“All right. Hello and welcome. I—please, I need it quiet. I’m not sure if everyone can hear me. I see a thumbs up. Does that mean you can hear me, Liv? Okay. Thank you. If—no, no, still no? Perfect? Okay, here we go. Jacob?”

I step forward and wave.


No!
” he says, covering the mike. “I haven’t introduced you yet. Where’s your mother?”

“I don’t know, Dad.” I step back.

“Where the hell is she? I’m trying to start a party here.”

“I saw her in the kitchen,” Asher says. “She was hittin’ a bag of ice with a hammer.”

“That’s just great.”

“Should I go find her?” I ask.

“No. Don’t move. We’ll go without her.”

“Daddy,” Dara says.

“Hello and welcome to our new home.”

The amp whines. My father cringes at it. Asher hits the top with his palm. The noise fades then stops.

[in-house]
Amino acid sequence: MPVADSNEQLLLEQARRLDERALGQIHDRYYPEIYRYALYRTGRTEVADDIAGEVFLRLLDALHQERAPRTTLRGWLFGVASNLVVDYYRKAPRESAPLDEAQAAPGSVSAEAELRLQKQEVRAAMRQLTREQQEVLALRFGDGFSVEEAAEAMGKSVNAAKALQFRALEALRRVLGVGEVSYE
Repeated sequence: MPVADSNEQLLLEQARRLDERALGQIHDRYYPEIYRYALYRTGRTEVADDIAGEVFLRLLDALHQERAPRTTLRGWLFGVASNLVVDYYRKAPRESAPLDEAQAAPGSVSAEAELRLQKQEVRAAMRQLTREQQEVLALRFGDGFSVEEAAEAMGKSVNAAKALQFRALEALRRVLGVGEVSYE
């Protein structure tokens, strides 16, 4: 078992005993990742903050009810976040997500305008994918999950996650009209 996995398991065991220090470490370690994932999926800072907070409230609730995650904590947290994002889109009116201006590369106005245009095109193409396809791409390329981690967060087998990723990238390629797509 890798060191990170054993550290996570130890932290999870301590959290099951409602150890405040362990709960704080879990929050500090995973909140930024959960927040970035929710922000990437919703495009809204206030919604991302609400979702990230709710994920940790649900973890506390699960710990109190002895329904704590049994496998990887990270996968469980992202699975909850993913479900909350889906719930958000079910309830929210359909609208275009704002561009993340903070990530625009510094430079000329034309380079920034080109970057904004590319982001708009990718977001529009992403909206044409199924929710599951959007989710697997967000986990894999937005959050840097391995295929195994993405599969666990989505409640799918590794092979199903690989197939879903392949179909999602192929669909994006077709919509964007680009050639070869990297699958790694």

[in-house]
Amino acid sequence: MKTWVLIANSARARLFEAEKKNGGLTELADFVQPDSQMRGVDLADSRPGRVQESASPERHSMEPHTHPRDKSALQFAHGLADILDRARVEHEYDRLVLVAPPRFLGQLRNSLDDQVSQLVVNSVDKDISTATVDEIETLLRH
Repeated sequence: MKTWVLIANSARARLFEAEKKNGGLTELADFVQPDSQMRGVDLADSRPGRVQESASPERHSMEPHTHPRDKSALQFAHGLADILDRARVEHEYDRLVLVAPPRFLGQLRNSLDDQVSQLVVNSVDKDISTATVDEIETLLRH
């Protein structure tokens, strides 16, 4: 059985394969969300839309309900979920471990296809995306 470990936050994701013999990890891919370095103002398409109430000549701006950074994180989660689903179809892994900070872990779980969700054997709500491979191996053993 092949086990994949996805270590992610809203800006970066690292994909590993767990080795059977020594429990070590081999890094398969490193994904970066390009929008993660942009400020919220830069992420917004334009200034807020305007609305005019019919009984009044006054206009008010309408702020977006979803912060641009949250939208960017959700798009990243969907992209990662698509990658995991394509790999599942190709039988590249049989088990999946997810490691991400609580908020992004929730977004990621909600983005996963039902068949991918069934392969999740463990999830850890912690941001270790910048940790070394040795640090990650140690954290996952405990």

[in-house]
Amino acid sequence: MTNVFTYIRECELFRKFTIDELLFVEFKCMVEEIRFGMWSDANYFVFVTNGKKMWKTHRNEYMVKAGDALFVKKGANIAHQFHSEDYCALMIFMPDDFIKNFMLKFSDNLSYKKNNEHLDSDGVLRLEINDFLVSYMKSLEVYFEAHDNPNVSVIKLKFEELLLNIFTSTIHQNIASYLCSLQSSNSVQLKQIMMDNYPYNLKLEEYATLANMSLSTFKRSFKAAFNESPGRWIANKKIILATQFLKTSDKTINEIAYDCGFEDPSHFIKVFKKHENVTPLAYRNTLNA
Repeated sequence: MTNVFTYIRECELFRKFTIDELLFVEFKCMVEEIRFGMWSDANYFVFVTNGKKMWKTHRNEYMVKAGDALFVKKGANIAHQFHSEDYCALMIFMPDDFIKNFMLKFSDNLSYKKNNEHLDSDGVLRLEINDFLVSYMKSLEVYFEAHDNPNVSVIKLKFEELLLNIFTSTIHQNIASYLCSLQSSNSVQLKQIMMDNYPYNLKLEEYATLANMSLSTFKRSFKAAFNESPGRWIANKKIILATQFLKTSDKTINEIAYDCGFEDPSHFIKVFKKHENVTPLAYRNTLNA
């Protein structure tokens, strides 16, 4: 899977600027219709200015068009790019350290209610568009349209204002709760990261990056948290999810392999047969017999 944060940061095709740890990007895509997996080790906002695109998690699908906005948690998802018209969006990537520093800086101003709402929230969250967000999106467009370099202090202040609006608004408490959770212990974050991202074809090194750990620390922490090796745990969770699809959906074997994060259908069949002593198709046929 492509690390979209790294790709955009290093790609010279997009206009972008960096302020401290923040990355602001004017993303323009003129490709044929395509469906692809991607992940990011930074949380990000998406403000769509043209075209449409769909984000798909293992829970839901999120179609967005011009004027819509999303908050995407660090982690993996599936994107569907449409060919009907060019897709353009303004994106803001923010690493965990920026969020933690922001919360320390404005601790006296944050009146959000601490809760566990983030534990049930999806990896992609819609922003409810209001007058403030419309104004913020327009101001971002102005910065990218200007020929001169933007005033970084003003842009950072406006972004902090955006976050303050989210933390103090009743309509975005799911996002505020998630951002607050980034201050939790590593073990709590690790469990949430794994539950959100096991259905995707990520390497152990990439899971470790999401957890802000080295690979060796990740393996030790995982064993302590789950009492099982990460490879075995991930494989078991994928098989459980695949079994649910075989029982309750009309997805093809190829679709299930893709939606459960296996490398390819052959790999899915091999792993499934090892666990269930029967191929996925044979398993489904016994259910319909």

“I . . . I hope you’re all enjoying yourselves and getting enough to eat. Before I begin, has anyone seen my wife?
Claire, are you—she’s—kitchen? Okay, would you tell her to come out here, please? I’d like to introduce you to my family but I’m missing my Gabriel and my wife. They’re usually together.”

Some audience laughter.

“Here she is, here’s my lady.”

Applause as my mother walks out from the kitchen with Gabriel in her arms.

“Hi, honey. Come on out and meet everyone. Many of you know my family but . . . I want you to see how wonderful they are and how beautiful my amazing and gorgeous wife is. Ladies and gentlemen, this is the mother of my beautiful children, Claire Green.”

Applause. Some whistles. My father picks something off the shoulder of her sweater and puts his arm around her waist. He looks out at his guests with a tilted head, the microphone held loosely in his palm.

“‘Along the garden ways just now / I heard the flowers speak; / The white rose told me of your brow, / The red rose of your cheek . . .’” He reaches to touch her face. “‘The lily of your bended head, / The bindweed of your hair: / Each looked its loveliest and said / You’—Claire Green—‘were more fair.’” He leans in to kiss her.